With the future of medical exploration chilled by unelected bureaucrats, Ways and Means Health Subcommittee Republican Leader Rep. Vern Buchanan (R-FL) introduced bipartisan legislation to help ensure coverage of potentially life-saving drugs and new treatments for Medicare beneficiaries.
Rep. Buchanan said:
“The federal government should make it easier for seniors to access breakthrough treatments, not unreasonably restrict potentially life-changing drugs for our nation’s most vulnerable patients. Unfortunately, the Biden administration and Democrats in Washington have continuously pursued policies that will stifle innovation, halt progress toward revolutionary cures and move manufacturing overseas – particularly to China.”
Earlier this year, bureaucrats at the Centers for Medicare and Medicaid Services (CMS) took the unprecedented move to unilaterally restrict coverage for the first new treatment for Alzheimer’s disease (Aduhelm) in nearly two decades, despite the drug receiving approval from the Food and Drug Administration’s (FDA) rigorous gold-standard process. In doing so, CMS cast a very wide net by restricting coverage of any similar drugs in its class.
Following CMS’s decision, one medical company slowed its timeline of its experimental Alzheimer’s drug, which experts warned is just one example of how CMS’s overreach will “affect the exploration for new treatments” for years to come.
To protect similar drugs from future bureaucratic overreach, the Mandating Exclusive Review of Individual Treatments (MERIT) Act requires the CMS to evaluate treatments and cures individually and based on their own merits, rather than as a broad class of drugs.
By requiring CMS to review each drug individually, the MERIT Act will undo the actions taken by CMS that would otherwise unnecessarily limit access to drugs like Aduhelm for seniors. With additional drugs to treat Alzheimer’s preparing to come to market soon, this bill will ensure those drugs receive fair and accurate consideration for coverage, rather than requiring onerous additional steps before CMS will make them available to Medicare beneficiaries. For example, just this week, preliminary data for a second drug to treat Alzheimer’s in the same way as Aduhelm was released and showed promise in slowing the progression of this horrible disease.
What Leading Alzheimer’s Groups Are Saying About the MERIT Act:
The MERIT Act is supported by the Alzheimer’s Association, UsAgainstAlzheimer’s and the Global Alzheimer’s Platform Foundation.
Robert Egge, Alzheimer’s Association chief public policy officer and Alzheimer’s Impact Movement (AIM) executive director said:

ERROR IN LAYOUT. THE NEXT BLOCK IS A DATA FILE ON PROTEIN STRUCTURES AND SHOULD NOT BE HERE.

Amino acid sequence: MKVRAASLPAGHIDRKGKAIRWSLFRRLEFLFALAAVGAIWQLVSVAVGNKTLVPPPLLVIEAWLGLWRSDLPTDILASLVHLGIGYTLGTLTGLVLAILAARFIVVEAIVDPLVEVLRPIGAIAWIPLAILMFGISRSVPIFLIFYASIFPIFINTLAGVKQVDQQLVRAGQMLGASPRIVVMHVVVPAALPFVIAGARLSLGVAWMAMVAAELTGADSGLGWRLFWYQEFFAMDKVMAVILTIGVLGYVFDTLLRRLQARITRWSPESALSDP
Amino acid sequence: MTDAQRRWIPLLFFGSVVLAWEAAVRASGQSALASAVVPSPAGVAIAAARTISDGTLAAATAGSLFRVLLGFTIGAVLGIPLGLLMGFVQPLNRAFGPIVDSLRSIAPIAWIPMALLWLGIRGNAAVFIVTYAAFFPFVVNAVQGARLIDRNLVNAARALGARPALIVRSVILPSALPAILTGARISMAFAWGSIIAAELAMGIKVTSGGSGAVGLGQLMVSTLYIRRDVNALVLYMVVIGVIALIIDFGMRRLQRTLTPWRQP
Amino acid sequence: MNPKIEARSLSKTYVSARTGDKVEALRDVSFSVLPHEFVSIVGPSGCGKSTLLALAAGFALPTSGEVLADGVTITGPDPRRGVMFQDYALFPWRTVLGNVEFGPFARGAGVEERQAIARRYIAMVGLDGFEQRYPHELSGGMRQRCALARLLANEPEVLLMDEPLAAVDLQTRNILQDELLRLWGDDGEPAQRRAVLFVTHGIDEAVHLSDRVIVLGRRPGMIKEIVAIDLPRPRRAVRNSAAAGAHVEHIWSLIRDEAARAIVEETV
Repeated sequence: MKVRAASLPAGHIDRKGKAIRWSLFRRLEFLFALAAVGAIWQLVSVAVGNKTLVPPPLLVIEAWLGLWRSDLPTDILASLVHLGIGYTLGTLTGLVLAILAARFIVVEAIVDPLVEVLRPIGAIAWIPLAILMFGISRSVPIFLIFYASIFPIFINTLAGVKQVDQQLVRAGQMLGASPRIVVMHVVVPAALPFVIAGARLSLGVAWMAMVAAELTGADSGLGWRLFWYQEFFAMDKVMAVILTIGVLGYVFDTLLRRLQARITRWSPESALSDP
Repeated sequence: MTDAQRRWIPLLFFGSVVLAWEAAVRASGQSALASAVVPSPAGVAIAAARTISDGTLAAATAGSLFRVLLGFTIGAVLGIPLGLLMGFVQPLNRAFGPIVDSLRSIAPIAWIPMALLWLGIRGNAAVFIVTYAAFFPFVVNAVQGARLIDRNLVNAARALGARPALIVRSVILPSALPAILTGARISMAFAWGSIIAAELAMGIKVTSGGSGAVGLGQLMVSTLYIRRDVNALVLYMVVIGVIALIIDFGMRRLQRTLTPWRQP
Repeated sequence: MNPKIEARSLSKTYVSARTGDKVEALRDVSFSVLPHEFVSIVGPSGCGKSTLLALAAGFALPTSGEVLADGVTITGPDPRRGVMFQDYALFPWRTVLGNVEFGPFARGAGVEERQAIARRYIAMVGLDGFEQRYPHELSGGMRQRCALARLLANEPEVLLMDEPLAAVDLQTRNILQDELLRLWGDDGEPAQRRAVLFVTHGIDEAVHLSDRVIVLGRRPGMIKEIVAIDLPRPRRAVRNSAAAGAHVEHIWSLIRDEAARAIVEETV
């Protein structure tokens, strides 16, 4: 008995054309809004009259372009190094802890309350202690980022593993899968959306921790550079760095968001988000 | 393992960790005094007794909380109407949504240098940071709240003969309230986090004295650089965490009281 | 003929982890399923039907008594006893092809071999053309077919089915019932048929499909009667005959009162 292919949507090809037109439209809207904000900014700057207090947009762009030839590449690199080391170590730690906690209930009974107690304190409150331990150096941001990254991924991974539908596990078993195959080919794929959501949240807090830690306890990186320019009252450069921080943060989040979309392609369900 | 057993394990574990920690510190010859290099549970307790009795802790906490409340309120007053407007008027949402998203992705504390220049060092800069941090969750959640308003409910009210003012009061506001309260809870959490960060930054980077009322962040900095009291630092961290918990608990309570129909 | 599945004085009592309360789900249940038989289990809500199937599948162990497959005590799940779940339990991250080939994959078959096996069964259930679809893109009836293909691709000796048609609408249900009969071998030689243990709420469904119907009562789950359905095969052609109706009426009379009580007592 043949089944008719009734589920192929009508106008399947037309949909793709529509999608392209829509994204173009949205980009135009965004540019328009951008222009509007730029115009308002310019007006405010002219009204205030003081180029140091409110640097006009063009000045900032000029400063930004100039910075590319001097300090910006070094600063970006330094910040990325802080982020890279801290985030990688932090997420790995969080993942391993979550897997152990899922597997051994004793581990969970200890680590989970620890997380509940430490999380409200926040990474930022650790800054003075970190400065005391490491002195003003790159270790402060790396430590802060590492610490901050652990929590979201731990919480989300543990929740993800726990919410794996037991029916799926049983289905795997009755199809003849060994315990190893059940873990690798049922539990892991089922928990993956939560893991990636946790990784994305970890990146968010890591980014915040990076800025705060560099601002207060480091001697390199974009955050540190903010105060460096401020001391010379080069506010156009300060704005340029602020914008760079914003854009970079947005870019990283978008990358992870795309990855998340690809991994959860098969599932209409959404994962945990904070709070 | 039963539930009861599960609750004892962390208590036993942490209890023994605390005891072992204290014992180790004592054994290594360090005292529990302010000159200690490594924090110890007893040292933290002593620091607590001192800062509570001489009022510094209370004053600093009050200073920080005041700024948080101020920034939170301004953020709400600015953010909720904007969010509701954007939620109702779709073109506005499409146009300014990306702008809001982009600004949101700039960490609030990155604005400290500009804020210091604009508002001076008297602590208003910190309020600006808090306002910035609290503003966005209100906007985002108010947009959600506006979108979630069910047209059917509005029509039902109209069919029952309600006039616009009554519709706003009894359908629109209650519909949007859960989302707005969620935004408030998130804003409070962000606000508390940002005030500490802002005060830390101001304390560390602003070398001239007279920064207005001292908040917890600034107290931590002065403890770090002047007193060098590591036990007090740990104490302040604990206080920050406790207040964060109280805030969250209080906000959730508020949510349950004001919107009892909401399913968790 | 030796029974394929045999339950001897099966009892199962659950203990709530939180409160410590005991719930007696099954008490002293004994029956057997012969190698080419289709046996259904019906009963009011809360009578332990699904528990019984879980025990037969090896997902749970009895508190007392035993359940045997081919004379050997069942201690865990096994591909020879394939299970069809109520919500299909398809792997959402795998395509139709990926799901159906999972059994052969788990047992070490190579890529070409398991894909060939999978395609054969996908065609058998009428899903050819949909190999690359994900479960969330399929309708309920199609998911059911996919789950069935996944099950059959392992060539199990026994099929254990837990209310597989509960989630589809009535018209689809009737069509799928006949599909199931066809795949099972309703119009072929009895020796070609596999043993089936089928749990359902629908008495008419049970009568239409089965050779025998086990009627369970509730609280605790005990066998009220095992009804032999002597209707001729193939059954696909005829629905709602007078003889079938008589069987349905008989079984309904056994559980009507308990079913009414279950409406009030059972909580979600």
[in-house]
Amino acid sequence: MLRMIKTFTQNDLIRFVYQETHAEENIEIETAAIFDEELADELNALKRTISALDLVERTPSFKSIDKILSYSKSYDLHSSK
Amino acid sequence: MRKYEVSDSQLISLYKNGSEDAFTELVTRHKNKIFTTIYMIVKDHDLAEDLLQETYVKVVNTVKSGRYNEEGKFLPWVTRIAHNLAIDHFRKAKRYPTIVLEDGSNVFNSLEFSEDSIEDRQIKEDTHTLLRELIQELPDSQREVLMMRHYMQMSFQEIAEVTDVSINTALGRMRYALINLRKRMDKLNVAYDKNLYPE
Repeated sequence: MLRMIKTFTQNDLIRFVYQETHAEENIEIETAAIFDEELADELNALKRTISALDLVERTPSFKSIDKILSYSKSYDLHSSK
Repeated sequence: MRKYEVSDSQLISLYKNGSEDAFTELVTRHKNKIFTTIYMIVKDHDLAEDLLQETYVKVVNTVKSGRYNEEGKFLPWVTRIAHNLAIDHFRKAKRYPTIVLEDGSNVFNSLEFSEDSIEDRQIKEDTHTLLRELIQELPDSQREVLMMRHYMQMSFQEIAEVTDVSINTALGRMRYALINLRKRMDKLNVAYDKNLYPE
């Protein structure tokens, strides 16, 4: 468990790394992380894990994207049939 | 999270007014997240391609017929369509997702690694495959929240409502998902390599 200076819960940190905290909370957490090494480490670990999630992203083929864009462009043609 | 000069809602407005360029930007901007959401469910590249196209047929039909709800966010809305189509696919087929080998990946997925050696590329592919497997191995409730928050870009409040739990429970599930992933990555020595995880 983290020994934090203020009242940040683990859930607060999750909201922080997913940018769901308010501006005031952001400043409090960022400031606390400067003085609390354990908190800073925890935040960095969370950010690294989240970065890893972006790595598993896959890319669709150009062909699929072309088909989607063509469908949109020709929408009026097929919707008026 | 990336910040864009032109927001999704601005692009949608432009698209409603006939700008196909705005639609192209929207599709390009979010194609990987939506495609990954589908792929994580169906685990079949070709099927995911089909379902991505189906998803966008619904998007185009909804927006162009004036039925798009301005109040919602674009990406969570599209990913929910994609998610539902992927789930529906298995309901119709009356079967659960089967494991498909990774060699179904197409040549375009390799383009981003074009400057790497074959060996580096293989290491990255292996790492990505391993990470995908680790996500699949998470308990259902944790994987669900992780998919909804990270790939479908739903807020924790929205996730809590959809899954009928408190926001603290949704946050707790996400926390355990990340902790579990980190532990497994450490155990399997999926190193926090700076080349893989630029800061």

“No two treatments are the same, even if they are in the same class of drug, and CMS should not determine coverage based on type of treatment. Thank you to Representatives Buchanan and Barragan for introducing this critical, bipartisan legislation and supporting people living with Alzheimer’s and all other dementia.”
George Vradenburg, chair and co-founder of UsAgainstAlzheimer’s, said:
“This bill corrects a massive injustice by CMS against people with Alzheimer’s. The decision by CMS to deny coverage for the first class of disease-modifying Alzheimer’s treatments, including those still in clinical trials, was cruel and unconscionable. Further, for the first time in history, CMS refused to cover an FDA-approved drug, discriminating against millions of people living with this disease. This bill will help ensure CMS reviews each drug based on its own merits and prevent the agency from making uninformed blanket coverage decisions in the future.”
John Dwyer, president of the Global Alzheimer’s Platform Foundation said:
“We strongly support Congressman Buchanan’s proposed changes to Medicare’s NCD process. The changes are needed to avoid unwarranted bureaucratic delays and ensure access to new therapies for patients with Alzheimer’s or other life-threatening diseases.”
Similarly, the FDA just approved a new drug to treat amyotrophic lateral sclerosis (ALS), also known as Lou Gehrig’s disease, the third drug available to treat ALS symptoms available in the United States. Without legislation like the MERIT Act requiring consideration of each drug on its own merits, CMS could implement another overly restrictive decision for any new ALS drugs based on just this one, which would inhibit access to new treatments for the nearly 30,000 ALS patients across America.